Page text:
From a standstill position Gateway wants to snatch 4% of the server market by the end of this year and has enlisted AMD to help.
Part of parent company Acer Group, Gateway today rolled out the second phase of its server strategy following the December launch of tower, rack, blades and HPC systems based on Intel architecture.
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Gianluca Degliesposti, global server business development vice president at the Acer Group, said the short term market share goal was "feasible".
"We are a car entering the high way and we see HP, IBM and Dell and the others, we need to keep [close] to them, stay behind them, understand what they are doing...but at some time you need to overtake them," he said.
The Gateway tower, rack and blade boxes based on AMD's Opteron 6100 line were unveiled at a conference in Milan, featuring 8 to 12 core x86 processors for the 2P and 4P server market.
The Taiwanese vendor has turned the notebook market on its head in the past six years to become the highest selling vendor in EMEA, using its low op-ex structure - 7,000 staff worldwide - to carve out its margin while undercutting rivals' prices.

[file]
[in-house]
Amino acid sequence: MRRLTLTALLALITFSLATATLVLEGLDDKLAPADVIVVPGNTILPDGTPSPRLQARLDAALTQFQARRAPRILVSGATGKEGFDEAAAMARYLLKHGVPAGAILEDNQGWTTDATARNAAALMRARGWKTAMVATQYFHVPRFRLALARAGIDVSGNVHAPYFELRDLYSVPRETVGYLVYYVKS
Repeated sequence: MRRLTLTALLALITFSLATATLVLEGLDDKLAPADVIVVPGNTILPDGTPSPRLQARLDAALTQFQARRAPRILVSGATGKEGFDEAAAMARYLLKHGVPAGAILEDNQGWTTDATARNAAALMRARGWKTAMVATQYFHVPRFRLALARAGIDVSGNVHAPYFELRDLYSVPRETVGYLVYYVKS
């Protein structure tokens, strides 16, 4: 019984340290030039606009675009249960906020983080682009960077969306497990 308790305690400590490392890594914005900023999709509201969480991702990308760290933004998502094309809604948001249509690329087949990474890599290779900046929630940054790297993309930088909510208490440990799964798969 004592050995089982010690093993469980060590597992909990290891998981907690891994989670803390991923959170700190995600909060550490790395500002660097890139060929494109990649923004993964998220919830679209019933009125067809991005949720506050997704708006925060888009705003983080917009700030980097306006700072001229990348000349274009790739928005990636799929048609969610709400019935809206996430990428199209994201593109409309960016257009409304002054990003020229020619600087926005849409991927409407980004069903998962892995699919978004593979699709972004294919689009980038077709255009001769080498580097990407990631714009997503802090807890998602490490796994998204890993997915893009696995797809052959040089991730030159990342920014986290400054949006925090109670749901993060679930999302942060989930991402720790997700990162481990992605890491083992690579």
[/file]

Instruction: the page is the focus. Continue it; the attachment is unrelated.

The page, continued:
Degliesposti said that following the initial roll out of its servers before Christmas, some competitors said Acer Group was looking to speed server commoditisation.
"Maybe its true, maybe its not but that is their problem more than our problem...the market is going to change dramatically," he warned
The rate of Gateway's rise in the server sector is likely to be relaitvely slower than its sister company Acer experienced in the notebook space, as the dynamics of the market are different with customers more risk averse and less driven by price.
Gateway will need to cement its brand among resellers that still perceive it as a retail PC maker which had exited Europe years ago, was acquired by Acer and has struggled to make a dent in the market since it returned.
At the same time, it will need to contend with an ever changing server landscape, as the move towards consolidated virtualised infrastructures and the recent recession have dampened shipment growth, leaving vendors fighting over a smaller slice of the market.
IDC has forecast UK sales to remain largely flat in 2010 though its predictions for Western Europe are more optimistic.